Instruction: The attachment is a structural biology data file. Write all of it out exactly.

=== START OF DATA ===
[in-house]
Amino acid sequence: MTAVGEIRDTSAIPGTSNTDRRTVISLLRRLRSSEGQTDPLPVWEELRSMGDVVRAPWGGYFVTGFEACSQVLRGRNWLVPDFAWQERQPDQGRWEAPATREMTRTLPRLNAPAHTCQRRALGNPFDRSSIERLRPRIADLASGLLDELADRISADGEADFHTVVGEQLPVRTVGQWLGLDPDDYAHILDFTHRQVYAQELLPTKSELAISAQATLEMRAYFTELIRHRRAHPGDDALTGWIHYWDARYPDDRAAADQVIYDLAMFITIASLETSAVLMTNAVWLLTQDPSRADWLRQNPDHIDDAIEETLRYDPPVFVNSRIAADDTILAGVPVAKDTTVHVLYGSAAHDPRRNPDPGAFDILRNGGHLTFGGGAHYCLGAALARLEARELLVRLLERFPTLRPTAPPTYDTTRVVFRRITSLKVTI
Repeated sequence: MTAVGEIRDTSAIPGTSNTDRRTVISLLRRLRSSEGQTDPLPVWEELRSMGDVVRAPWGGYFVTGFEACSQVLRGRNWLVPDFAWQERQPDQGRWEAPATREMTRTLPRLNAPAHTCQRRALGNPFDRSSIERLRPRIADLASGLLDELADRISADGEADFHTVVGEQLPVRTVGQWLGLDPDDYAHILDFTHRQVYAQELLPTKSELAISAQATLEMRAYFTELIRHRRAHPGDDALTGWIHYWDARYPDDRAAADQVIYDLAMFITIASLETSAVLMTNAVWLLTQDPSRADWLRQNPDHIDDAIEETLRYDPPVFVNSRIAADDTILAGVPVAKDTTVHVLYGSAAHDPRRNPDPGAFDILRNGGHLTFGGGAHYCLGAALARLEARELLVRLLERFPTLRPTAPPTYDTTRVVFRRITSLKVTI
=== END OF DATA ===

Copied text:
[in-house]
Amino acid sequence: MTAVGEIRDTSAIPGTSNTDRRTVISLLRRLRSSEGQTDPLPVWEELRSMGDVVRAPWGGYFVTGFEACSQVLRGRNWLVPDFAWQERQPDQGRWEAPATREMTRTLPRLNAPAHTCQRRALGNPFDRSSIERLRPRIADLASGLLDELADRISADGEADFHTVVGEQLPVRTVGQWLGLDPDDYAHILDFTHRQVYAQELLPTKSELAISAQATLEMRAYFTELIRHRRAHPGDDALTGWIHYWDARYPDDRAAADQVIYDLAMFITIASLETSAVLMTNAVWLLTQDPSRADWLRQNPDHIDDAIEETLRYDPPVFVNSRIAADDTILAGVPVAKDTTVHVLYGSAAHDPRRNPDPGAFDILRNGGHLTFGGGAHYCLGAALARLEARELLVRLLERFPTLRPTAPPTYDTTRVVFRRITSLKVTI
Repeated sequence: MTAVGEIRDTSAIPGTSNTDRRTVISLLRRLRSSEGQTDPLPVWEELRSMGDVVRAPWGGYFVTGFEACSQVLRGRNWLVPDFAWQERQPDQGRWEAPATREMTRTLPRLNAPAHTCQRRALGNPFDRSSIERLRPRIADLASGLLDELADRISADGEADFHTVVGEQLPVRTVGQWLGLDPDDYAHILDFTHRQVYAQELLPTKSELAISAQATLEMRAYFTELIRHRRAHPGDDALTGWIHYWDARYPDDRAAADQVIYDLAMFITIASLETSAVLMTNAVWLLTQDPSRADWLRQNPDHIDDAIEETLRYDPPVFVNSRIAADDTILAGVPVAKDTTVHVLYGSAAHDPRRNPDPGAFDILRNGGHLTFGGGAHYCLGAALARLEARELLVRLLERFPTLRPTAPPTYDTTRVVFRRITSLKVTI